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What is Layout

A layout defines the visual structure of the user interface element, such as a page or a widget. In other words, a layout is a recursive system that knows how an element should be positioned and drawn.

Content of any page of an application is usually separated by a set of blocks grouped by content or structure.

Have a look at the following page structure:

Page layout structure example

Here, we are splitting the page into the following blocks hierarchy:

  • root
    • header
    • body
      • sidebar
      • main content
    • footer

Each of these blocks has children in the final structure, so they represent a container.

  • A Container is a block type responsible for holding and rendering its children.
  • A Final block is a block type that renders content based on data, but it cannot have children.

Each block has a type class that is responsible for passing options and data into view, and building the inner structure of the block into containers.

The layout should be built by providing a set of actions called a layot update. Layout updates can be defined for a specific route and a specific theme.

Block Types

The following are the block types to build HTML layout structure:

Type name Default HTML output
root <html>
head <head>
title <title>
meta <meta>
style <style> with content or <link> with external resource
script <script>
external_resource <link>
body <body>
form_start <form>
form_end </form>
form Creates three child blocks: form_start, form_fields, form_end
form_fields Adds form fields based on the Symfony form
form_field Block will be rendered differently depending on the field type of the Symfony form
fieldset <fieldset>
link <a>
list <ul>
ordered_list <ol>
list_item <li>, this block type can be used if you want to control rendering of the li tag and its attributes
text Text node
input Input node
button <button> or <input type=”submit/reset/button”>
button_group No HTML output. It is used for logical grouping of buttons. You can define how to render the button group in your application

Identify a Block for Customization

To locate a specific block and its template to customize the design or content in the storefront, use the Block Information Debugger OroCommerce development tool, as described below:

Note

You have to perform the following steps in the application development mode.

  1. Enable the block’s debug information in HTML source code of the storefront pages, as described in the Debug Layout Blocks topic.

    Once debug information is enabled, attributes data-layout-debug-block-id with the block ID and data-layout-debug-block-template with the block template file name are displayed in the root HTML tag of every layout block on the page.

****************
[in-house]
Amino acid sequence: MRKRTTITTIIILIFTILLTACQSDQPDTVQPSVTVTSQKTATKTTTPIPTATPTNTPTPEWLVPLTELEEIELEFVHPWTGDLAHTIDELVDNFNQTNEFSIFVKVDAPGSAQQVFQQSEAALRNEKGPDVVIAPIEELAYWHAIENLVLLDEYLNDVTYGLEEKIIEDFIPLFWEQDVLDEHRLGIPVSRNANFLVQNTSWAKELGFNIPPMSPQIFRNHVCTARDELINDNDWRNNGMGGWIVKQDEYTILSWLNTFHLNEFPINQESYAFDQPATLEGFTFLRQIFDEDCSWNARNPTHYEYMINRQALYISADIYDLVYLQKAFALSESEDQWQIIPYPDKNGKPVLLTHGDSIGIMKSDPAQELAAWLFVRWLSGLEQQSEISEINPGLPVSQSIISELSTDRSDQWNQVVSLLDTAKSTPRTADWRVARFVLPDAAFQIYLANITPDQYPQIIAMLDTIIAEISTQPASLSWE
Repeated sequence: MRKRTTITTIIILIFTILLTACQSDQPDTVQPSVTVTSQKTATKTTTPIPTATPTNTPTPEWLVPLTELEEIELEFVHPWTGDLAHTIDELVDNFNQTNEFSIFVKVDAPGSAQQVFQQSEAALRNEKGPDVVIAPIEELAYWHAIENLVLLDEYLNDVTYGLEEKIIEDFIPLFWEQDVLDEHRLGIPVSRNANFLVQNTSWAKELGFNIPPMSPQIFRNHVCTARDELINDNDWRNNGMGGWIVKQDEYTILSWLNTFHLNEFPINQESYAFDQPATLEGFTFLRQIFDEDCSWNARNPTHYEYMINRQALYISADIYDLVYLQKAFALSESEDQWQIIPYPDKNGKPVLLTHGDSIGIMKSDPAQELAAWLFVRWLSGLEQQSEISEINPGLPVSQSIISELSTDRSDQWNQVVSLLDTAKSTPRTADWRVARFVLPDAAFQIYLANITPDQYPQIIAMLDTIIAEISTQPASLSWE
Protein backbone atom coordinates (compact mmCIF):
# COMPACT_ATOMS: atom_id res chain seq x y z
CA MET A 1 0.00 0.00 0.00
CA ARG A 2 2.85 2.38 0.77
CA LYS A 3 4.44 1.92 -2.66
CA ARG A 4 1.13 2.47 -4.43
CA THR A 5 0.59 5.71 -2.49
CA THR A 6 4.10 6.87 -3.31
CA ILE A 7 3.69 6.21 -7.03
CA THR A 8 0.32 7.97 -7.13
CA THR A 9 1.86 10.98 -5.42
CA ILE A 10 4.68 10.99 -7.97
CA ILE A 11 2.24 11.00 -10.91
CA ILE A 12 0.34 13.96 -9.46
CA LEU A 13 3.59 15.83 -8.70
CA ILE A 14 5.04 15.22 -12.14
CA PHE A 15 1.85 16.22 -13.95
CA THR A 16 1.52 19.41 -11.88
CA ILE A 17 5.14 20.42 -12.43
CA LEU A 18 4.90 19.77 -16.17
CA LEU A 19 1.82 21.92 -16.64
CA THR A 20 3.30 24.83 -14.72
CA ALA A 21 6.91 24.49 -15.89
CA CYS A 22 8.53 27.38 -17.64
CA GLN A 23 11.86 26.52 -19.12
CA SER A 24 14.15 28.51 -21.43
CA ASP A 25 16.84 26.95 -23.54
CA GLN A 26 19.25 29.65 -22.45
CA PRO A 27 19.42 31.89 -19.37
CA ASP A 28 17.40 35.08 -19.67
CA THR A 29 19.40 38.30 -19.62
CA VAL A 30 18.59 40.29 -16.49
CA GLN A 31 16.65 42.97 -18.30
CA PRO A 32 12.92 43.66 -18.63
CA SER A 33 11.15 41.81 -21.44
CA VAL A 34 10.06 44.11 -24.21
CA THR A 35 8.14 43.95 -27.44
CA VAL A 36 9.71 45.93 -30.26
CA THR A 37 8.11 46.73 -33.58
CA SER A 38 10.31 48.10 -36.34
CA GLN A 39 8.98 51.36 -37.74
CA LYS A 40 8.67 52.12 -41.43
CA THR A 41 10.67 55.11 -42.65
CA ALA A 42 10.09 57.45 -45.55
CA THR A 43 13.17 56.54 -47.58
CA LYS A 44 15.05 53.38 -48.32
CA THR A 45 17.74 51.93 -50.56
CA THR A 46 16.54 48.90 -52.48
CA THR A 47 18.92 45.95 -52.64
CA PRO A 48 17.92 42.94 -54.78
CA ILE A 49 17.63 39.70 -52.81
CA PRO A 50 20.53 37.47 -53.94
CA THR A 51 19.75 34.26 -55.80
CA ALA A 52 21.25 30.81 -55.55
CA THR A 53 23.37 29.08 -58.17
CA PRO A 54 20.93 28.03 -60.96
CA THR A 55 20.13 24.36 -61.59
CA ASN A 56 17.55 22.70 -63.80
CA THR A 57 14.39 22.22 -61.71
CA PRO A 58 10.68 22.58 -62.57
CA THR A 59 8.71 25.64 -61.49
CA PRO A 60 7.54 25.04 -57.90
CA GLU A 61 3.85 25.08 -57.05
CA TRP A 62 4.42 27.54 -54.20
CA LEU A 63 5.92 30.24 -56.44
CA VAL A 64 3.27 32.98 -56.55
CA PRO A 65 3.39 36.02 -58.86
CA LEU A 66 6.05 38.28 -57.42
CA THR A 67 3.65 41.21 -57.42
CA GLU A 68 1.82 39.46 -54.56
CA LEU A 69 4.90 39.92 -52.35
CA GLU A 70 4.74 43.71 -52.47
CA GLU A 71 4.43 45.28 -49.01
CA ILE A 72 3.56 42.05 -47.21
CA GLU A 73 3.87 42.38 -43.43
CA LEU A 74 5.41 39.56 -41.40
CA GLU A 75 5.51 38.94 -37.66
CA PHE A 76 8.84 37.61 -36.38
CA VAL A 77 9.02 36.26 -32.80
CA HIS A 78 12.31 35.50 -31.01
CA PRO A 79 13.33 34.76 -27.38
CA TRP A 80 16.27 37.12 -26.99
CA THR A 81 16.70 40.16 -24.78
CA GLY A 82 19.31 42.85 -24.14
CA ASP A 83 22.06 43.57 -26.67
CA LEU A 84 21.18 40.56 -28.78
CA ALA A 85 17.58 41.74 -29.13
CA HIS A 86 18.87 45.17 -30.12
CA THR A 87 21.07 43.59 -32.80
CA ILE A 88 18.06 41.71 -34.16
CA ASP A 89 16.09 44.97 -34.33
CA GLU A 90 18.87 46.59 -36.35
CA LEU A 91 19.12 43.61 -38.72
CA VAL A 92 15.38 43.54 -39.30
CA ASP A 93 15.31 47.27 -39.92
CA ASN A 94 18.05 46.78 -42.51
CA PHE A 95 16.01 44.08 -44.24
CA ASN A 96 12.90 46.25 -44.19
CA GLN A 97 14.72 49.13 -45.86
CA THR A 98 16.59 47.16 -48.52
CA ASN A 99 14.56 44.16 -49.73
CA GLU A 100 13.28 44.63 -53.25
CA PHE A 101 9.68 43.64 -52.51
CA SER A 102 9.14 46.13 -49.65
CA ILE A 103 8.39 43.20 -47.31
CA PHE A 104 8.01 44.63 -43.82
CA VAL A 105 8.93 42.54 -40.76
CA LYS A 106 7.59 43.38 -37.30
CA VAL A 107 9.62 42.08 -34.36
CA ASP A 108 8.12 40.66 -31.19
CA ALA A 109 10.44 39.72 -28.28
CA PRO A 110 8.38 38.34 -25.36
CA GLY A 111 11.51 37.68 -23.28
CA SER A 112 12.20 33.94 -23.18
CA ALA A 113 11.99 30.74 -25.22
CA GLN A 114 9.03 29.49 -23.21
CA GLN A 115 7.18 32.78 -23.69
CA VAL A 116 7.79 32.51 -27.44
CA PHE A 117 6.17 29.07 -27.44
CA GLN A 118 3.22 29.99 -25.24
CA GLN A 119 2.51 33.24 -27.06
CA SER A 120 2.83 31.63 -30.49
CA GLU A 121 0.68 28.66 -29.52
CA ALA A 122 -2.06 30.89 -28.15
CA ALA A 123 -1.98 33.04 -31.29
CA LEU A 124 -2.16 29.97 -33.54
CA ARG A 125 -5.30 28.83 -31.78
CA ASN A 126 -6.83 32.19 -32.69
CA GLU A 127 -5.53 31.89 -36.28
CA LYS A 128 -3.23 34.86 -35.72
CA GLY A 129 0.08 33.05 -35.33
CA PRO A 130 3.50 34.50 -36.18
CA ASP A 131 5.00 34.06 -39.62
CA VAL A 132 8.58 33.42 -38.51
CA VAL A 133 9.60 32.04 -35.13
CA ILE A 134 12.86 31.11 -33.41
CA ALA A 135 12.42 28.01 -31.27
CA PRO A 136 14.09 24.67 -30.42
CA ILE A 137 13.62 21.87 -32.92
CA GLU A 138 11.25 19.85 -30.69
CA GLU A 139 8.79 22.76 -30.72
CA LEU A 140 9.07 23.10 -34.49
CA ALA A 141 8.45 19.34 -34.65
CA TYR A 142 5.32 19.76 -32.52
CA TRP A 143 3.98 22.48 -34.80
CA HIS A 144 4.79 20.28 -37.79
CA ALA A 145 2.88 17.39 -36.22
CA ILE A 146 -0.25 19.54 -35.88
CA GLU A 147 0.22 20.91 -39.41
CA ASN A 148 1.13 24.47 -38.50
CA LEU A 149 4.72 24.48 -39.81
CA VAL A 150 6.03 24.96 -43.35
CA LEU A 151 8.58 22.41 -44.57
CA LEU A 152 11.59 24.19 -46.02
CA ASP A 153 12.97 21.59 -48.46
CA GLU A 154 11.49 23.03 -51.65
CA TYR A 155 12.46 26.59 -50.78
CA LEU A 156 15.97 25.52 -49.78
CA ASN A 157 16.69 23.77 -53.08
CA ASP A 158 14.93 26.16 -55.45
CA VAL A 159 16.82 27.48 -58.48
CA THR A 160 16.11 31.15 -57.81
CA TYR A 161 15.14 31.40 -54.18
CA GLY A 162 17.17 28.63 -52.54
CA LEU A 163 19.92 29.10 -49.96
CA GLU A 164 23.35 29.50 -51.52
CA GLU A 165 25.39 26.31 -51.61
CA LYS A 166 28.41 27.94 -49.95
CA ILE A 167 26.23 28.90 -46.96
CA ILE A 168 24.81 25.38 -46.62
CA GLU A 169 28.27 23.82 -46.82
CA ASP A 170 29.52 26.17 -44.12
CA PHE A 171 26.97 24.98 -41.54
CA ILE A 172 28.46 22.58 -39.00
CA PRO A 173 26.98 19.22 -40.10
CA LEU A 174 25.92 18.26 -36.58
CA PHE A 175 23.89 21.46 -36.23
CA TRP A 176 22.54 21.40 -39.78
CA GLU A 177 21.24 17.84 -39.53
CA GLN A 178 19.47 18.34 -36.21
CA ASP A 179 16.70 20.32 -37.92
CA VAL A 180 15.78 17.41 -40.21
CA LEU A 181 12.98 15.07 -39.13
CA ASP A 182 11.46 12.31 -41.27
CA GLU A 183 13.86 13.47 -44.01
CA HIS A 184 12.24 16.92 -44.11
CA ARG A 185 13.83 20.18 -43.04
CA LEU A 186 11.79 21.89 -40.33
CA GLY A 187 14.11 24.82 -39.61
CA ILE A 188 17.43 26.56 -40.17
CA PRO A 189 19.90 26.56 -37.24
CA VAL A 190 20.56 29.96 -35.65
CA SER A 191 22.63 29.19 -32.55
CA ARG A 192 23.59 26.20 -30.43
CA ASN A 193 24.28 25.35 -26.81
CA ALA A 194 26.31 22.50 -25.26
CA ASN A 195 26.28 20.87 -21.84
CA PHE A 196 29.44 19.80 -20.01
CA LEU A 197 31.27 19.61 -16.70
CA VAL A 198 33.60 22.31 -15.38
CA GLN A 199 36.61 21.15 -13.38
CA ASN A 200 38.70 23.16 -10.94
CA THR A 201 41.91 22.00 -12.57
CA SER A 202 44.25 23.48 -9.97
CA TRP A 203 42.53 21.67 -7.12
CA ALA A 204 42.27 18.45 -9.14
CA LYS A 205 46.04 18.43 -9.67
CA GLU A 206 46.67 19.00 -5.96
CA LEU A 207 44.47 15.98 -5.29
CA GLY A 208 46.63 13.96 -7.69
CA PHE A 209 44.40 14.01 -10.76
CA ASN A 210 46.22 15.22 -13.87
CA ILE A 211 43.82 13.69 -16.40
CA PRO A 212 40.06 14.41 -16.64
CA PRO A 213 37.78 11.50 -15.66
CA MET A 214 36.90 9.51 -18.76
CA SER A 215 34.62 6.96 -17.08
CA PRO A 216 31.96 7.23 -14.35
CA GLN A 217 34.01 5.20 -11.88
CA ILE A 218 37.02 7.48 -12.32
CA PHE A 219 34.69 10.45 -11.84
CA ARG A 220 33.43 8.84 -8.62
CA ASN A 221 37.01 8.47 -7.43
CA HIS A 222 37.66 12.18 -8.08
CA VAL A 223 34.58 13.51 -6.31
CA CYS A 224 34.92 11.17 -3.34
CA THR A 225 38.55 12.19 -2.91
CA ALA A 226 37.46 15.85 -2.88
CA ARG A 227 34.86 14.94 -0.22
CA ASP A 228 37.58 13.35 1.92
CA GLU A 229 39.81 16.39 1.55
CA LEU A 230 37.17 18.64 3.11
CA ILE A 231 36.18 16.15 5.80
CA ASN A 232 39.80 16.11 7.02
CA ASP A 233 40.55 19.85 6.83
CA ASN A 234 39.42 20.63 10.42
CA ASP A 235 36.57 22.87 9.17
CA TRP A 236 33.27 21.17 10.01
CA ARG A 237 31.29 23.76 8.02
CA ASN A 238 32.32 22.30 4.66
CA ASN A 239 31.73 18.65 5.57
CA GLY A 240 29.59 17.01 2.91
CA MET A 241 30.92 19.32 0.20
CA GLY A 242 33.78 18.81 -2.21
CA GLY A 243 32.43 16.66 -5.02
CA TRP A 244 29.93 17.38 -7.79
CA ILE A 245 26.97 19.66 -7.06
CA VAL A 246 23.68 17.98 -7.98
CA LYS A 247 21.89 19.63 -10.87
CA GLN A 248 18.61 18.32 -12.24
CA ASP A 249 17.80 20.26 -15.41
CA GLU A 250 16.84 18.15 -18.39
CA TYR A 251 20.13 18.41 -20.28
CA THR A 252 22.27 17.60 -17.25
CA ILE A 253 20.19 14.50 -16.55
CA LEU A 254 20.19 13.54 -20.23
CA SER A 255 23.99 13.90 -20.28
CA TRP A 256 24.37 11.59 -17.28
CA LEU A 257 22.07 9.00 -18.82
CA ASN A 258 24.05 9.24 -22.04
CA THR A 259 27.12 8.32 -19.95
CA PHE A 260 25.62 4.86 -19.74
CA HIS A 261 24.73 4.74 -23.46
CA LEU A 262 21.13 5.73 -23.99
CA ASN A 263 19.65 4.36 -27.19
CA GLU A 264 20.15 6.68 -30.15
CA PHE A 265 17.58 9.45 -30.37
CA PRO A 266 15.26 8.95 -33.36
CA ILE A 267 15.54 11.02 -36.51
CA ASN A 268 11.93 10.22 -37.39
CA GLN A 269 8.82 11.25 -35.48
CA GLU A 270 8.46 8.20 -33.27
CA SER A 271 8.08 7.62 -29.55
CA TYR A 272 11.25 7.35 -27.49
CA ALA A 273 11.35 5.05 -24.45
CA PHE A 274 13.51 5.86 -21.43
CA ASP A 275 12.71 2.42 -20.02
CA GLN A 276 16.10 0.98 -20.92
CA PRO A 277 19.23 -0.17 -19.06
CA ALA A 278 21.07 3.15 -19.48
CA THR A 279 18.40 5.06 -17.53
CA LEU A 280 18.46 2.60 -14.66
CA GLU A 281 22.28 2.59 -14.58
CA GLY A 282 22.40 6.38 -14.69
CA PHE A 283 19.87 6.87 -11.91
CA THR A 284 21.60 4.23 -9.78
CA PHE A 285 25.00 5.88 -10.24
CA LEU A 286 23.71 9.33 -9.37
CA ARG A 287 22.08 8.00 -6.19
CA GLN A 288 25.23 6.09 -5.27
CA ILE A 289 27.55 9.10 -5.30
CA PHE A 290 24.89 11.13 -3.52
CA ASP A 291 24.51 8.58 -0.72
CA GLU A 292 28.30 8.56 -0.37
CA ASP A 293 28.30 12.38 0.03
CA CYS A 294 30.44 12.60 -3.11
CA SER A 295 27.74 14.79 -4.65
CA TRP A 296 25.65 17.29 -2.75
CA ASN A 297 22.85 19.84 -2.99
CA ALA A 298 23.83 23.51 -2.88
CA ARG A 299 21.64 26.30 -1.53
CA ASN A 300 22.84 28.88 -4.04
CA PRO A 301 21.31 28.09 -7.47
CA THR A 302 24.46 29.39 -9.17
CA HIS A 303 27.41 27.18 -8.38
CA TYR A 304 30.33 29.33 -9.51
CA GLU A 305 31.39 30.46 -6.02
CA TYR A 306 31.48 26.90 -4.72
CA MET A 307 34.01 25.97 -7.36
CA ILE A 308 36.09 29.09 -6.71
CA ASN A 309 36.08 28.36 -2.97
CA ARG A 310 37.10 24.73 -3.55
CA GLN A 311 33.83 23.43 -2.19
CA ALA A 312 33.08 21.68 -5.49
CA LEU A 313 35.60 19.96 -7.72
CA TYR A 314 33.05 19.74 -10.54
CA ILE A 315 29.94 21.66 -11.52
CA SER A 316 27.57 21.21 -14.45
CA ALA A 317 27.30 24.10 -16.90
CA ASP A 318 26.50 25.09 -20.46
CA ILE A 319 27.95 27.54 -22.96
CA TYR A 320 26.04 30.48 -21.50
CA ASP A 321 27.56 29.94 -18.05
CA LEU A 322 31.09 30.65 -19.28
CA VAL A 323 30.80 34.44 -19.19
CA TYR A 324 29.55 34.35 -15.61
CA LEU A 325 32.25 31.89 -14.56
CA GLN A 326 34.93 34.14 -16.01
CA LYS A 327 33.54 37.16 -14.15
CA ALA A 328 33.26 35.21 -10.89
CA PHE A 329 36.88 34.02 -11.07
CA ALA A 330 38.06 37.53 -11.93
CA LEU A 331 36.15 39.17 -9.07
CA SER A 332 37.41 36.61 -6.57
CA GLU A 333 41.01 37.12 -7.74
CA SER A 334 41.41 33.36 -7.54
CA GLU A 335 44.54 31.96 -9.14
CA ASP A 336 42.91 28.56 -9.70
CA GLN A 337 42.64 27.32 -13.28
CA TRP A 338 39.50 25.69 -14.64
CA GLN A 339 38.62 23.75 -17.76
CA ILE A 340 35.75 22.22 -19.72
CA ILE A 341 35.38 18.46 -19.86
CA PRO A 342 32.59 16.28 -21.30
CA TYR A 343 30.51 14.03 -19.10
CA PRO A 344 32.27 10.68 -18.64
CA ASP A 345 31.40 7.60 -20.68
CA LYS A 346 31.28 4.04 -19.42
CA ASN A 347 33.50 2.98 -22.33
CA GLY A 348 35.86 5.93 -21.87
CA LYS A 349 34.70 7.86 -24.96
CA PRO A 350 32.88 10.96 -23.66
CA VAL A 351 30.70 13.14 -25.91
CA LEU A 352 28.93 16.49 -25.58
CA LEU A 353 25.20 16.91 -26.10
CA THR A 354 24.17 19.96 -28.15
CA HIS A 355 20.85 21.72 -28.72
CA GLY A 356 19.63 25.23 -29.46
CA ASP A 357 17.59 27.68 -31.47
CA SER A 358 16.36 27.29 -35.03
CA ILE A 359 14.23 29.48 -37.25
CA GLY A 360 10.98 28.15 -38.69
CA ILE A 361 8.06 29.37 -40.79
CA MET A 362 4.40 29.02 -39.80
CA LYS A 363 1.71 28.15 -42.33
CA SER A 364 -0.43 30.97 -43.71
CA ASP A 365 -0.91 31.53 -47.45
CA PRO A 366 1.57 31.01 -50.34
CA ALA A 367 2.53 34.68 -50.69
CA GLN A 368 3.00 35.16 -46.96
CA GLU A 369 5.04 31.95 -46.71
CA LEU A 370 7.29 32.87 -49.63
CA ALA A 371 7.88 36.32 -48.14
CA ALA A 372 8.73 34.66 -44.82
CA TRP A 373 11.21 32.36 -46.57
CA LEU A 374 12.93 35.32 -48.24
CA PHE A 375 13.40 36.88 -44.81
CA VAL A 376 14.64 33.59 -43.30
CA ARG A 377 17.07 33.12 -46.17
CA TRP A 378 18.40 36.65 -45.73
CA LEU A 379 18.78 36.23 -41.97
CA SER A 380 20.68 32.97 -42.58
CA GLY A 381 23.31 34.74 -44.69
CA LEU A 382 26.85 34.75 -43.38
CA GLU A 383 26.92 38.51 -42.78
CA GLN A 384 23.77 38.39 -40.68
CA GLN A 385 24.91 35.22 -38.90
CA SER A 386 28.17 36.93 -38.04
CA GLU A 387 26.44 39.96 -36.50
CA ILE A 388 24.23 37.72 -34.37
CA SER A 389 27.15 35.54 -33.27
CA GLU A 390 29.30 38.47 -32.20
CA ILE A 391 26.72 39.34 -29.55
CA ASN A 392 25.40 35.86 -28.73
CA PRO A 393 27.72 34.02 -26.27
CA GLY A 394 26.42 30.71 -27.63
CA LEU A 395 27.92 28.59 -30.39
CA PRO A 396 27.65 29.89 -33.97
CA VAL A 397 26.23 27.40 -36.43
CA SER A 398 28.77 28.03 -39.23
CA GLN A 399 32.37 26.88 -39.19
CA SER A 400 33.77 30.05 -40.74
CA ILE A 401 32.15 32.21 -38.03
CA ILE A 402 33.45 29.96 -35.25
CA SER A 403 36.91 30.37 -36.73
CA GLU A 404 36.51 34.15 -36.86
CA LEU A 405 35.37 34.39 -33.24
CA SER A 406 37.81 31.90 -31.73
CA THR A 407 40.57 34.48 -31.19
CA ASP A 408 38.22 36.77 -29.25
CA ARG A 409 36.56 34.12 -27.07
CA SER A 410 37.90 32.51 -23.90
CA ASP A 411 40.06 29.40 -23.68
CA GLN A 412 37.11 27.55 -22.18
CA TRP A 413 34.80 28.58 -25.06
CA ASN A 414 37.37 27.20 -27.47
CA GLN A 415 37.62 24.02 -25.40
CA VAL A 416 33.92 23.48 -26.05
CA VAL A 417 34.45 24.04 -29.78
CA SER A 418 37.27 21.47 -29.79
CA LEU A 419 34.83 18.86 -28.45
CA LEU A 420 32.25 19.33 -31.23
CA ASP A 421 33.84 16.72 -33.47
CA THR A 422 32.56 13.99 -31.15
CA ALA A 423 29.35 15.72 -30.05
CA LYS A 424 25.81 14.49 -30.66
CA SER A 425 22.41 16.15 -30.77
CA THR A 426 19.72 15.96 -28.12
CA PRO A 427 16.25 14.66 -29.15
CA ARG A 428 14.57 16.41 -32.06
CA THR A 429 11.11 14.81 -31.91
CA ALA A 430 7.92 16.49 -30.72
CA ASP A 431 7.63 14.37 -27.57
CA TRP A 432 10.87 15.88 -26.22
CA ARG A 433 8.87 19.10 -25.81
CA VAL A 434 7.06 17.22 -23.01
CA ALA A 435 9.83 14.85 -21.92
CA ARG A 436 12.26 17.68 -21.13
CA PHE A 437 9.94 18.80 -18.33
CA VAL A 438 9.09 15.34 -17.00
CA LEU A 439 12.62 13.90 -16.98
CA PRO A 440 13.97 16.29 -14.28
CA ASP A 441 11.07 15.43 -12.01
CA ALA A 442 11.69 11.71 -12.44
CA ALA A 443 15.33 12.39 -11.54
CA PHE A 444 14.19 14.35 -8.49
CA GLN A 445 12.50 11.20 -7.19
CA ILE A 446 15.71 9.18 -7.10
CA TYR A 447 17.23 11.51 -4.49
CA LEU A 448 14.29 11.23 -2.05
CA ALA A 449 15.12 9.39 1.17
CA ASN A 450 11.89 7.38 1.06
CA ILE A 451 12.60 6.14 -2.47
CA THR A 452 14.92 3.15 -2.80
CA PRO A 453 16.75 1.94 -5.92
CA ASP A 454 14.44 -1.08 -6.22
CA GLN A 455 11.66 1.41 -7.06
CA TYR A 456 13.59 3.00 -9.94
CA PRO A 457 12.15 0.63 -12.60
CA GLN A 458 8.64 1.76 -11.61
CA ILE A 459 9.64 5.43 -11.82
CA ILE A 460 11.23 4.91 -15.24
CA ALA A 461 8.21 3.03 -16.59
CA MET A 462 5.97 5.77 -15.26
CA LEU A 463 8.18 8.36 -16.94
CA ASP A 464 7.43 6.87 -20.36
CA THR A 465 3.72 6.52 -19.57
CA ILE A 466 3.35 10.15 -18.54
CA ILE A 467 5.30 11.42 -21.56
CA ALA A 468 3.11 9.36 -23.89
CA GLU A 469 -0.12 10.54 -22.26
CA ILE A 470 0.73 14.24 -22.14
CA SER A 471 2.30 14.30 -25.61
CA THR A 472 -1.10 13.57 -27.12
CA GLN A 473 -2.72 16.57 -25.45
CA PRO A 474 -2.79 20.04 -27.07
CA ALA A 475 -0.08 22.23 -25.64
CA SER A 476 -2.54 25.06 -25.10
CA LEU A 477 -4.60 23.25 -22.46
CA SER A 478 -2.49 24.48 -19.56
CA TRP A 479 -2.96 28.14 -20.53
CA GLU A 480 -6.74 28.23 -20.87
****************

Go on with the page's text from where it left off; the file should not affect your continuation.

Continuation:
2. With browser development tools (or by browsing a storefront page HTML source code):

    • For the point you want to change, find the closest parent HTML node with the block id and block template data and note down their details for later. They contain the information about the main desired layout block.
    • Find the closest next HTML node after the point you want to change, which has such block information and note down its details for later. They contain information about the auxiliary desired layout block.
  3. Use the Layouts tab of the Symfony Profiler to find the stack of applicable template name prefixes for the blocks with retrieved IDs:

    1. Open the Layouts tab of the Symfony Profiler

    2. In the Layout Tree, find the blocks with the retrieved IDs.

    3. For each of the main and auxiliary blocks:

      • Click on the tree node with the block ID.

      • Expand the Variables section on the right side of the layout tree; it displays variables for selected block.

      • Find the block_prefixes variable. It contains a list of applicable block template prefixes sorted by priority in ascending order.

        It means that if there are two templates for the block in the application (the one with the last prefix on the list and the second with the next-to-last prefix), the template with the last prefix will be applied to the block.

  4. Open the block template files (discovered in the second step) for the main and auxiliary blocks.

  5. In the opened template files, locate the applied block template for both blocks.

    Starting from the end of block_prefixes list for block, for each block prefix:

    • Figure out the block template name for this prefix by concatenating the block prefix with a _widget suffix.
    • Search the block template with a figured template name in the opened template file.
    • If the file contains the searched template, you have found the desired block template responsible for the representation of the desired block.
    • If template file does not contain the template with a figured name, go to the next block prefix on the block_prefix list.
    • Repeat these steps until you find the block template. The block_prefix list must contain the prefix for the applied block template.
  6. At this step, you have found the templates for the main and auxiliary blocks.

    In most cases, the desired HTML markup is located in the main block template. In a rare cases, it may be located in the auxiliary block template.

Browse maintained versions:3.11.6
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